MADRID -- The exodus began with exactly one minute and five seconds left, as the scheduled fiesta unexpectedly turned into a funeral. Spain slipped quietly out of the FIBA Basketball World Cup set in their own country to a chorus of jeers directed, without subtlety, at their head coach, Juan Orenga.
Those who headed disconsolately to the exits before the buzzer signaled the end of the hosts' dreams of lifting the title trophy missed an appropriate exclamation point. With one last free throw, Rudy Gobert, who had tormented the Spaniards all game, sealed France's 65-52 quarterfinal upset over its old rival.
The 22-year-old 7-footer from Saint-Quentin shut down a team, deemed the only credible challenger to Team USA, with hustle and ample heart, towering in the middle and serving as a totem for a victory that few saw coming.
"We came, we worked a lot in practice, we had nothing to lose," said Gobert, who finished with five points (2-for-4), 13 rebounds and one block. "They had the crowd. We just played hard."
Hard enough to open with an 8-0 run. Tough enough to hold their nerve when Spain rallied in the third quarter after trailing 35-28 at halftime. Ambitious enough to remember the call of their captain Boris Diaw, who told his teammates "not to have any regrets, to give their all and leave everything on the court."
Gobert clearly listened. From a second-quarter dunk on Pau Gasol to almost flawless post play to helping hold two All-Star big men in check, Gobert was everywhere he needed to be. His 13 rebounds were only one fewer than the brothers Gasol and the ineffective Serge Ibaka combined, and a key factor in a 50-28 advantage on the boards.
The young big man's single block of the night, on a Pau Gasol attempt, preempted France's closing 10-0 burst.
"I knew everybody was expecting me to help the team," said Gobert, who averaged 2.3 points and 3.4 for the Utah Jazz last season amid two stints in the D-League. "Everybody knew I could stop them. That was just my mission. Everyone else played great offensively. I just had to stop Pau. He's one of the best players in the world and if you stop him, they're not as strong."
Spain had rolled to six straight victories coming into the game by running opponents into the ground in transition over and over. But even without Tony Parker, the 2013 European champions were able to control the pace. The tempo, deliberately, was decreased.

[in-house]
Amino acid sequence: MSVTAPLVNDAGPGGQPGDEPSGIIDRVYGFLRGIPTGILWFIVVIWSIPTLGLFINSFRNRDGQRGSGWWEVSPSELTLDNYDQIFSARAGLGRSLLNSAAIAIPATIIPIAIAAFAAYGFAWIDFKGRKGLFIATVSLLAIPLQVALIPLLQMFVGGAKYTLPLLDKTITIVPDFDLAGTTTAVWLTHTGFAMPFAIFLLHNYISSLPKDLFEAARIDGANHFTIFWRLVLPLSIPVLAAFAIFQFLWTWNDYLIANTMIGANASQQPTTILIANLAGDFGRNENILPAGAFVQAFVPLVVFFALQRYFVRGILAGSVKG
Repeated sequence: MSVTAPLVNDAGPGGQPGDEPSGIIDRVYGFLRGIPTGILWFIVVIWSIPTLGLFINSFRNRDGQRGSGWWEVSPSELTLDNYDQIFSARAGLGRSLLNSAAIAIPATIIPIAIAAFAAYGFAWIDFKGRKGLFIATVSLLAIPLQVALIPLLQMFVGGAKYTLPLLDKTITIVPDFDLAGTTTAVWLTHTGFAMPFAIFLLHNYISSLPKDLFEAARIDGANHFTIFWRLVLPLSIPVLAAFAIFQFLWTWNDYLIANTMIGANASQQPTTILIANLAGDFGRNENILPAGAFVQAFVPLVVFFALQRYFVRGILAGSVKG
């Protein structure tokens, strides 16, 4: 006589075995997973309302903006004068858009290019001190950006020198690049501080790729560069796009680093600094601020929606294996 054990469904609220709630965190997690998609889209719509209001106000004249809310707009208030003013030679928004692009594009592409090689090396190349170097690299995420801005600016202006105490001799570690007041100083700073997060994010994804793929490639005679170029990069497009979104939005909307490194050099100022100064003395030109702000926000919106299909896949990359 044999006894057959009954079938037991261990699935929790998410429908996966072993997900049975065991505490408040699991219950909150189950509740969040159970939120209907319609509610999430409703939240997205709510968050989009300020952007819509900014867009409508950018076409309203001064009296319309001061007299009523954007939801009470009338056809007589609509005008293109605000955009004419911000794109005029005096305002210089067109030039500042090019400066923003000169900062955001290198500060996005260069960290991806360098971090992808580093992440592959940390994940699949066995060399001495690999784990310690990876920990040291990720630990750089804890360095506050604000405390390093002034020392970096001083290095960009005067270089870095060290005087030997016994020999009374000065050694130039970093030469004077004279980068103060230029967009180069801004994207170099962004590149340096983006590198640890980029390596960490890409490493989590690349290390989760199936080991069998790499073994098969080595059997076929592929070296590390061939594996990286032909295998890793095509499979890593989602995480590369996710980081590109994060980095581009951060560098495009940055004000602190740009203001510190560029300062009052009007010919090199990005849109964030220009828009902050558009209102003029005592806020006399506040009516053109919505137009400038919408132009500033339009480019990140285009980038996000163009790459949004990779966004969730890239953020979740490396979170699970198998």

"The second problem was holding them in the half court," France coach Vincent Collet said. "You cannot stop Pau Gasol all the time but we were digging a lot. We took risks with their group of outside players. We used [Ricky] Rubio's defender to give extra help inside, leaving him open sometimes. We tried to put pressure on their big men every time."
Rubio scored only four points on 1-for-7 shooting and was part of Spain's 2-for-22 effort from 3-point range. The Minnesota Timberwolves point guard simply was outplayed by Thomas Huertel, who scored 10 of his 13 points in the fourth quarter.
"We knew that if we kept it close, they're going to die because they can't lose this game," Portland Trail Blazers forward Nicolas Batum said. "It's their World Cup in their home country. So if we stayed close, we'd have a chance down the stretch and we did it.
"We had momentum on our side. And the crowd wasn't into it at the end. That was our goal. Don't bring the crowd into it. When they started coming back, we didn't panic. We stayed calm. They got a good run but we stayed together, we kept playing our defense, we stayed together and we did it."
The only noise came with 30 seconds remaining. Pau Gasol, walking off after picking up his fifth and last foul, saw the crowd at the Palacio de Deportes rise for a thunderous ovation.
Now 34, this might have been the new Chicago Bulls big man's goodbye to the international stage.
"I wish I could continue to play until I'm 50 but I doubt it," Gasol said.
A golden generation of Spain basketball -- with Jose Calderon, Juan Carlos Navarro and Felipe Reyes included -- seemed destined to get one more shot at Team USA. Instead, it's Les Bleus who march on to the semifinals and a date with Serbia.
"It's a very painful loss," Pau Gasol said. "It's comparable to the loss we had in Athens in 2004 to win every game in the championship to get to the quarterfinals, being the favorite and then losing.
"It's a disappointing, painful loss, but it's part of the sport."
Serbia downs Brazil to reach final four
Leandro Barbosa summed it up in simple terms.
"It was a disaster," he said.
Anderson Varejao, too: "We played badly and they played well and that's why they won."
Brazil's predicted run to the World Cup semifinals was blown apart in an 84-56 rout at the hands of Serbia.
Led by 23 points from Euroleague star Milos Teodosic and an ever-swarming defense that limited Brazil's NBA quartet of Barbosa, Tiago Splitter, Nene and Varejao to a combined 24 points, the Serbs pulled away with a 21-2 run that started at the end of the second quarter and lasted well into the third.
"There was a moment in the match where we had an emotional blackout, that had a major influence in our game in the rest of the third and the fourth period," Brazilian head coach Ruben Magnano said.
The result could have some influence on Brazil's Olympic bid in 2016, when it will host the event in Rio. FIBA officials in Madrid confirmed to ESPN.com that Brazil has not yet been awarded a berth in its own Olympics with a proposal on the issue to be put before the governing body's board next spring. The team might have to qualify via next summer's FIBA Americas Championship.
"It's very sad because we know we could have gone further but we didn't," Barbosa said. "We have a great team. Right now, we lost but we're still together. This was just a bad day."
"If it's in our hands we will take this," Teodosic said. "We will not give it away. If we have a chance in the semifinal, we want to go on."